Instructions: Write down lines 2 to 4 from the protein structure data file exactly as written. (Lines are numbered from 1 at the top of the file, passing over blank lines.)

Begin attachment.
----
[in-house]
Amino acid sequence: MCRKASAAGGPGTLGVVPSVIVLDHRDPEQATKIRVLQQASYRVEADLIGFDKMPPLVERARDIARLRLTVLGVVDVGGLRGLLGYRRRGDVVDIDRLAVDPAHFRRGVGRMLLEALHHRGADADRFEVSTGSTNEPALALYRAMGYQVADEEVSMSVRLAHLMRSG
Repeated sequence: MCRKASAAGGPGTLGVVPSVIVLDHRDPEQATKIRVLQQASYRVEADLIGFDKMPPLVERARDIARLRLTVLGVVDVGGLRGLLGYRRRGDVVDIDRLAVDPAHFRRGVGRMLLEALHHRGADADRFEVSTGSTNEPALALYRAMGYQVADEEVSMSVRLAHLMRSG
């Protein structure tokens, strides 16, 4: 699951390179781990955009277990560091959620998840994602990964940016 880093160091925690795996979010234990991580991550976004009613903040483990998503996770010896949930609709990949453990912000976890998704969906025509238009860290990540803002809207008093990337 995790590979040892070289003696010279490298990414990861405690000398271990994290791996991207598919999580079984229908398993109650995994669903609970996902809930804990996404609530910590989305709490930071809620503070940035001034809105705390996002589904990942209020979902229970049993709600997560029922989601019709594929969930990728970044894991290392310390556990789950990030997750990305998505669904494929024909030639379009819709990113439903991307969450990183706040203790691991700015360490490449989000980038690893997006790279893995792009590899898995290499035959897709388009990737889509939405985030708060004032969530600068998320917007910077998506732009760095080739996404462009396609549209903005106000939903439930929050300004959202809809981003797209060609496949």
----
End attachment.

Amino acid sequence: MCRKASAAGGPGTLGVVPSVIVLDHRDPEQATKIRVLQQASYRVEADLIGFDKMPPLVERARDIARLRLTVLGVVDVGGLRGLLGYRRRGDVVDIDRLAVDPAHFRRGVGRMLLEALHHRGADADRFEVSTGSTNEPALALYRAMGYQVADEEVSMSVRLAHLMRSG
Repeated sequence: MCRKASAAGGPGTLGVVPSVIVLDHRDPEQATKIRVLQQASYRVEADLIGFDKMPPLVERARDIARLRLTVLGVVDVGGLRGLLGYRRRGDVVDIDRLAVDPAHFRRGVGRMLLEALHHRGADADRFEVSTGSTNEPALALYRAMGYQVADEEVSMSVRLAHLMRSG
């Protein structure tokens, strides 16, 4: 699951390179781990955009277990560091959620998840994602990964940016 880093160091925690795996979010234990991580991550976004009613903040483990998503996770010896949930609709990949453990912000976890998704969906025509238009860290990540803002809207008093990337 995790590979040892070289003696010279490298990414990861405690000398271990994290791996991207598919999580079984229908398993109650995994669903609970996902809930804990996404609530910590989305709490930071809620503070940035001034809105705390996002589904990942209020979902229970049993709600997560029922989601019709594929969930990728970044894991290392310390556990789950990030997750990305998505669904494929024909030639379009819709990113439903991307969450990183706040203790691991700015360490490449989000980038690893997006790279893995792009590899898995290499035959897709388009990737889509939405985030708060004032969530600068998320917007910077998506732009760095080739996404462009396609549209903005106000939903439930929050300004959202809809981003797209060609496949």